The European Commission is looking into a new complaint by several of
Microsoft’s rivals alleging unfair practices through
the software giant’s Windows XP operating system.
EU spokesman Amelia Torres told reporters the European Union has received a
complaint from some of Microsoft’s competitors, and the commission will soon
begin reviewing its contents. The new complaint is not expected to delay a
current investigation by the EU of Microsoft, which expected to be completed
in the coming weeks, or perhaps months.
The latest complaint by Microsoft’s rivals is being put together by the
Computer and Communications Industry Association (CCIA), a coalition that includes
Nokia Corp., Kodak Co., Fujitsu Ltd., Sun
Microsystems, AOL Time Warner and
Oracle. The legal complaint asks European regulators to
prevent Microsoft from extending its Windows market dominance into new
The CCIA’s legal complain was filed in Brussels on January 31st, and is a
legal strategy to complicate Microsoft’s plan to settle a series of European
antitrust allegations that are still pending. The CCIA is pushing for
European regulators to force Microsoft to remove music, video and
Internet-surfing aspects of Windows in the European market.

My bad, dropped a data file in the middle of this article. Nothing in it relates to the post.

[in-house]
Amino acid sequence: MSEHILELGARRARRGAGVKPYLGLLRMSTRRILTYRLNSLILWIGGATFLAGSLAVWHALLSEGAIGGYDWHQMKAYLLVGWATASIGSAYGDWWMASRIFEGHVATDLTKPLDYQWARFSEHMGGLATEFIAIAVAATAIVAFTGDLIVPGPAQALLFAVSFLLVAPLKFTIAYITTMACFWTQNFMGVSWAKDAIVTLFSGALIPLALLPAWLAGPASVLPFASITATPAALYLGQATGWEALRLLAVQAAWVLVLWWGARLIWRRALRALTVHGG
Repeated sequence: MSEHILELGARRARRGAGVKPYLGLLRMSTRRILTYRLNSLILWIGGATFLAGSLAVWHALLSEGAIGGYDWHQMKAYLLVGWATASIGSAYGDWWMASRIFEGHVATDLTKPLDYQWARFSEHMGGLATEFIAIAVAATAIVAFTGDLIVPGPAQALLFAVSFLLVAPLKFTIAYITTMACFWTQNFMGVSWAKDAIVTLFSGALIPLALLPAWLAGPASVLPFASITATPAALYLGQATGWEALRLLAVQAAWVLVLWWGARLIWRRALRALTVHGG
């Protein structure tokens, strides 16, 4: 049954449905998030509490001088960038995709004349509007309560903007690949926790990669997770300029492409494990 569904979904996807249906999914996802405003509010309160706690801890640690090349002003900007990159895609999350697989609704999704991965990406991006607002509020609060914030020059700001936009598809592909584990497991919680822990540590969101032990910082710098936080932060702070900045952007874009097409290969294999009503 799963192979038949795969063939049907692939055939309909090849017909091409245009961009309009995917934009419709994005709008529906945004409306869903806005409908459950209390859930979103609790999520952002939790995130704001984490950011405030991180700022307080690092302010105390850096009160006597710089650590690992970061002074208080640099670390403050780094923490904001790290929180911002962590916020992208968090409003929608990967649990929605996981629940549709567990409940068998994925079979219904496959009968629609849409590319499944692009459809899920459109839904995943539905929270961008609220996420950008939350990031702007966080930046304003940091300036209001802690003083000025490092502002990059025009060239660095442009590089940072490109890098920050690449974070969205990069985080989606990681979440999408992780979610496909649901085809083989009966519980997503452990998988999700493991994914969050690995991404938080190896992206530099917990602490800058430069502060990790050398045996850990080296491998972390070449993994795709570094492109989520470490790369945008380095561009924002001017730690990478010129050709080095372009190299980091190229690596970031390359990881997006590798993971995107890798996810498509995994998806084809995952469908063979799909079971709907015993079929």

The complaint goes onto allege that Microsoft’s Windows XP operating system
constitutes a new threat to competition, particularly in the fields of
mobile communications, digital music, video distribution and Web services.
The complaint also says Microsoft market dominant Office software suite is
designed in a manner that makes it difficult for customers to use
non-Windows programs, including Linux and Apple-based software.
The legal filing goes onto accuse Microsoft of being in violation of the
European Union Treaty’s Article 82, dealing with antitrust matters. The
complaint alleges Microsoft is unfairly bundling products and giving its own
products preferential treatment, which it claims is in violation of European
European regulators are known to be tougher in slapping restrictions on
companies, than their U.S. counterparts. The question remains will the
CCIA’s complaint pass muster with the commission. It says beyond Microsoft
bundling its new products into Windows XP at the expense of its competition,
it is going further by using its market muscle to push itself deeper into
Web browser software market.
The CCIA complaint says it “puts it (Microsoft) in the strategically
critical position of controlling Web standards,” aimed at ringing alarm
bells in Europe. The CCIA goes onto say Microsoft its using a similar tactic
by leveraging its Media Player software to become the de facto digital
content standard for video and music on the Web.
The complaint goes ask to request regulators to force Microsoft to unbundled
several of its products. The EU is expected to examine Microsoft’s instant
messaging, e-mail, Internet Explorer browser and Movie Maker software, and
the ways that they are integrated. It goes onto to back legal moves to force
Microsoft to include Sun’s Java technology in its Windows operating system.
The CCIA is arguing that Microsoft has violated European Commission
competition law. While it could be weeks that the EU could render a
judgement on the initial antitrust probe within weeks, there is not likely
to be any decisions on the latest complaint from CCIA for months.